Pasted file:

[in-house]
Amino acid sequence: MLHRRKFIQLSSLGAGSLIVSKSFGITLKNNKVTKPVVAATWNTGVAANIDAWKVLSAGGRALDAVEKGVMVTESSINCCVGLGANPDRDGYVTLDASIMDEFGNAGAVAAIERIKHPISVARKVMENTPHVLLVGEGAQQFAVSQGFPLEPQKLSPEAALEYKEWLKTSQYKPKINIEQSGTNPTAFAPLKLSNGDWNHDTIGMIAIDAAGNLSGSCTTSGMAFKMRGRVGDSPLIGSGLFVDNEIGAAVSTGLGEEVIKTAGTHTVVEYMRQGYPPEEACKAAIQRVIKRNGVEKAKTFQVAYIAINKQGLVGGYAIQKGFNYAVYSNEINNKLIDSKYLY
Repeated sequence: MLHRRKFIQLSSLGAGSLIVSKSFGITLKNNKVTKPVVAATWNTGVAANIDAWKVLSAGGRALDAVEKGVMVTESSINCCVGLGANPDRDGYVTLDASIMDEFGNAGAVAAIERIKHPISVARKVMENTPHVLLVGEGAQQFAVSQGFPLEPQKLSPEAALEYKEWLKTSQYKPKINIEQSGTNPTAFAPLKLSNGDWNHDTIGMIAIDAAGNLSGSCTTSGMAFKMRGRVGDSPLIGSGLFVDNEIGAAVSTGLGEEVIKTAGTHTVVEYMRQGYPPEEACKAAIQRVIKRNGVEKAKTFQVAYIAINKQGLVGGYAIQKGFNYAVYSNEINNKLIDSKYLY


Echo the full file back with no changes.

[in-house]
Amino acid sequence: MLHRRKFIQLSSLGAGSLIVSKSFGITLKNNKVTKPVVAATWNTGVAANIDAWKVLSAGGRALDAVEKGVMVTESSINCCVGLGANPDRDGYVTLDASIMDEFGNAGAVAAIERIKHPISVARKVMENTPHVLLVGEGAQQFAVSQGFPLEPQKLSPEAALEYKEWLKTSQYKPKINIEQSGTNPTAFAPLKLSNGDWNHDTIGMIAIDAAGNLSGSCTTSGMAFKMRGRVGDSPLIGSGLFVDNEIGAAVSTGLGEEVIKTAGTHTVVEYMRQGYPPEEACKAAIQRVIKRNGVEKAKTFQVAYIAINKQGLVGGYAIQKGFNYAVYSNEINNKLIDSKYLY
Repeated sequence: MLHRRKFIQLSSLGAGSLIVSKSFGITLKNNKVTKPVVAATWNTGVAANIDAWKVLSAGGRALDAVEKGVMVTESSINCCVGLGANPDRDGYVTLDASIMDEFGNAGAVAAIERIKHPISVARKVMENTPHVLLVGEGAQQFAVSQGFPLEPQKLSPEAALEYKEWLKTSQYKPKINIEQSGTNPTAFAPLKLSNGDWNHDTIGMIAIDAAGNLSGSCTTSGMAFKMRGRVGDSPLIGSGLFVDNEIGAAVSTGLGEEVIKTAGTHTVVEYMRQGYPPEEACKAAIQRVIKRNGVEKAKTFQVAYIAINKQGLVGGYAIQKGFNYAVYSNEINNKLIDSKYLY